Pain Management and the Myth about Opioid Overdose

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Pain Management and Opioid Overdose


In February of 2009, the FDA announced that they were going to require Risk Evaluation Mitigation Strategies to be applied to dangerous prescription opioids like:

  • OxyContin
  • Oxycodone
  • Vicodin
  • Hydrocodone
  • Endocet
  • Fentanyl Patch
  • Percocet
  • Lorcet
  • Lortab

The FDA still seems to believe that there is something “dirty” about people who die from drug overdoses. They seem to have bought into the idea that these people did something wrong that caused the fatal overdose.

This explains why some at the FDA were happy to invite to testify at the REMS hearing a psychiatrist who acted like a paid stooge for the narcotic drug dealers. He said that the only people who overdose on these opioids were people who abused them and did not take the drugs as prescribed.


  • One of the people with me, Ed Vanicky, was there because he lost his wife to an overdose of these narcotics and she was taking the drugs exactly as prescribed.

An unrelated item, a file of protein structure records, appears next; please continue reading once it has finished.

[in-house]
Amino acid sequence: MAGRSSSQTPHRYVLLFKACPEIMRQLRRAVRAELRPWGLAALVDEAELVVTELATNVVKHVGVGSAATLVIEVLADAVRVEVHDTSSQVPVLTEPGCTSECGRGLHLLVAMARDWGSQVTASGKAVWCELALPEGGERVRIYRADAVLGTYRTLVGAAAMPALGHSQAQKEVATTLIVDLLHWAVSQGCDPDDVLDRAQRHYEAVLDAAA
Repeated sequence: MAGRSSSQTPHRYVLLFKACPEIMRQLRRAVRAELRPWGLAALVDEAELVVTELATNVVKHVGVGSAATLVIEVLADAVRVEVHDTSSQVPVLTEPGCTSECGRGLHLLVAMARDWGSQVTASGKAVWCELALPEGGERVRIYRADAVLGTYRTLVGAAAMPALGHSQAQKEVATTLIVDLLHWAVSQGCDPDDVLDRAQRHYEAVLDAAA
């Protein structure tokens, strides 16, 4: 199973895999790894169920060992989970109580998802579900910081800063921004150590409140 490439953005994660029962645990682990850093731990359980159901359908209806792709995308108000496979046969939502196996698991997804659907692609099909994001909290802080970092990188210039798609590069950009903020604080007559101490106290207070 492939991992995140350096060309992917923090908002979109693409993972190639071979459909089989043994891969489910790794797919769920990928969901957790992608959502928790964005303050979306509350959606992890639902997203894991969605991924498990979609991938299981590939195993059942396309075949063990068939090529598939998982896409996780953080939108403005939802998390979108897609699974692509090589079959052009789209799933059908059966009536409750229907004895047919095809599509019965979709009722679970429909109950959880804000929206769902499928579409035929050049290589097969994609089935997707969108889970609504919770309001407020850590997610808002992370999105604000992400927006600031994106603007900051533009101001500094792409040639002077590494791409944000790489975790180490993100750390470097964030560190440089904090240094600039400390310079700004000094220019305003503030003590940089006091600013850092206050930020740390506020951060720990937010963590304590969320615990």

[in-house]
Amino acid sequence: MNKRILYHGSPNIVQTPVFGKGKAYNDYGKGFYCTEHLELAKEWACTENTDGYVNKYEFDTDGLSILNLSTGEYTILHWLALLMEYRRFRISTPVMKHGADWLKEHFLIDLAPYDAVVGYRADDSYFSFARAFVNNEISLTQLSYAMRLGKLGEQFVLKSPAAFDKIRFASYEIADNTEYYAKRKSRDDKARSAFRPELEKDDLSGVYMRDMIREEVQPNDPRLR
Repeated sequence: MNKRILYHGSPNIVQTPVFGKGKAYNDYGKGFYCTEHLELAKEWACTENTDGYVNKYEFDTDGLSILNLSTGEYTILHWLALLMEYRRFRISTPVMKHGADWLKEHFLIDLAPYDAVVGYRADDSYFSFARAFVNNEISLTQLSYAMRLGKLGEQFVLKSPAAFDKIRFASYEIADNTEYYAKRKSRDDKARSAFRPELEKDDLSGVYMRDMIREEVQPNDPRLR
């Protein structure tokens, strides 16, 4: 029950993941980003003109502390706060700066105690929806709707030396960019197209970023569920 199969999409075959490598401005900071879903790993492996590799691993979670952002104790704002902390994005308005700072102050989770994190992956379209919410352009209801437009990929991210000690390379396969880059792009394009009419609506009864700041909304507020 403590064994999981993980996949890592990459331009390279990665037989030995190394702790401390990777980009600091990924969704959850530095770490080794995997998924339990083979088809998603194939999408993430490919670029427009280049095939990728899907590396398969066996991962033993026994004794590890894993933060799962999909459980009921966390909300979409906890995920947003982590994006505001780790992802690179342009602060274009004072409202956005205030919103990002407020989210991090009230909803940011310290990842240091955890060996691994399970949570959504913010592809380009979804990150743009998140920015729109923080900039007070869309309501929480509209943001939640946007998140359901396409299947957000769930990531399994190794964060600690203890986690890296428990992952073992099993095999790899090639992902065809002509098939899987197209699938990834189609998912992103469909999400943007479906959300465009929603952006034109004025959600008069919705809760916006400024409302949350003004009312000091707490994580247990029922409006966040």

• There are countless numbers of other reported incidents of this happening.
  • Many of the overdoses were not fatal and the patients were able to be saved, but they did go into respiratory failure and would have died without prompt medical attention.


At last, the medical community has conducted a study that confirms what those of us who speak with people on opioids have known—you can die from an overdose even if you take the prescription drugs as prescribed.

Few would argue that there is a place for these narcotic drugs that act in the same way as anesthesia to block pain if someone has cancer or other terminal disease. No one wants to deny them the right to end their lives as comfortable as possible.

That is why this study is so important—it concentrated on non-cancer or end of life people receiv­ing opioids.

There is hope for a new life.Call to speak to one of our experienced & caring detox advisors today!


Entitled “Opioid Prescriptions for Chronic Pain and Overdose”, the study results were published in the January 19, 2010, issue of the Annals of Internal Medicine. The story was funded by the National Institute on Drug Abuse, part of the National Institutes of Health in Bethesda, Maryland.

In an editorial entitled, Chronic Noncancer Pain Management and Opioid Overdose: Time to Change Prescribing Practices, in the January 19, 2010 issue of Annals of Internal Medicine, Dr. A. Thomas McLellan and Dr. Barbara Turner wrote that:

  • Opioids are the most commonly prescribed class of medication in the United States.
  • Opioids are often prescribed before other treatments seeking to handle the cause have been adequately explored.